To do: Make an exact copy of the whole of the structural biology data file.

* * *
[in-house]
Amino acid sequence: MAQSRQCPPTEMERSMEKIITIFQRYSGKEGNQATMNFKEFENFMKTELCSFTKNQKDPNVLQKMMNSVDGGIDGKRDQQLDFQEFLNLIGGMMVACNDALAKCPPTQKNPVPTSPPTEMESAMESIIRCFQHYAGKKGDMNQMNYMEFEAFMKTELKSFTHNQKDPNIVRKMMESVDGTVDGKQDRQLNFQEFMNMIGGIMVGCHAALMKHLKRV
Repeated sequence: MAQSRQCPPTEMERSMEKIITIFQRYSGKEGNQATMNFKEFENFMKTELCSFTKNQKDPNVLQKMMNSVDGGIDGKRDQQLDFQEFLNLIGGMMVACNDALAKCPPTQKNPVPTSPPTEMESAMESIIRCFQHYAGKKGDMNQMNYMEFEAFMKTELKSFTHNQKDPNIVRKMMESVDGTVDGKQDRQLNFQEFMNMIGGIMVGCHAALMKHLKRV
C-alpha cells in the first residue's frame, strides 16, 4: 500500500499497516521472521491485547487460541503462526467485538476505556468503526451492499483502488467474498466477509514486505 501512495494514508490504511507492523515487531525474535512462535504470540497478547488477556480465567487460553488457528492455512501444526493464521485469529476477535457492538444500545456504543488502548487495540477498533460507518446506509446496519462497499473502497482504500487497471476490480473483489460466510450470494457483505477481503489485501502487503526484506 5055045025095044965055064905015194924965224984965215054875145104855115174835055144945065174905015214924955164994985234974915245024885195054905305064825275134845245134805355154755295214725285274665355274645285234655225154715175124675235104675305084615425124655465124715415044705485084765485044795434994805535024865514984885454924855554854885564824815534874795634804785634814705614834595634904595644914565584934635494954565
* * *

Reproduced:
[in-house]
Amino acid sequence: MAQSRQCPPTEMERSMEKIITIFQRYSGKEGNQATMNFKEFENFMKTELCSFTKNQKDPNVLQKMMNSVDGGIDGKRDQQLDFQEFLNLIGGMMVACNDALAKCPPTQKNPVPTSPPTEMESAMESIIRCFQHYAGKKGDMNQMNYMEFEAFMKTELKSFTHNQKDPNIVRKMMESVDGTVDGKQDRQLNFQEFMNMIGGIMVGCHAALMKHLKRV
Repeated sequence: MAQSRQCPPTEMERSMEKIITIFQRYSGKEGNQATMNFKEFENFMKTELCSFTKNQKDPNVLQKMMNSVDGGIDGKRDQQLDFQEFLNLIGGMMVACNDALAKCPPTQKNPVPTSPPTEMESAMESIIRCFQHYAGKKGDMNQMNYMEFEAFMKTELKSFTHNQKDPNIVRKMMESVDGTVDGKQDRQLNFQEFMNMIGGIMVGCHAALMKHLKRV
C-alpha cells in the first residue's frame, strides 16, 4: 500500500499497516521472521491485547487460541503462526467485538476505556468503526451492499483502488467474498466477509514486505 501512495494514508490504511507492523515487531525474535512462535504470540497478547488477556480465567487460553488457528492455512501444526493464521485469529476477535457492538444500545456504543488502548487495540477498533460507518446506509446496519462497499473502497482504500487497471476490480473483489460466510450470494457483505477481503489485501502487503526484506 5055045025095044965055064905015194924965224984965215054875145104855115174835055144945065174905015214924955164994985234974915245024885195054905305064825275134845245134805355154755295214725285274665355274645285234655225154715175124675235104675305084615425124655465124715415044705485084765485044795434994805535024865514984885454924855554854885564824815534874795634804785634814705614834595634904595644914565584934635494954565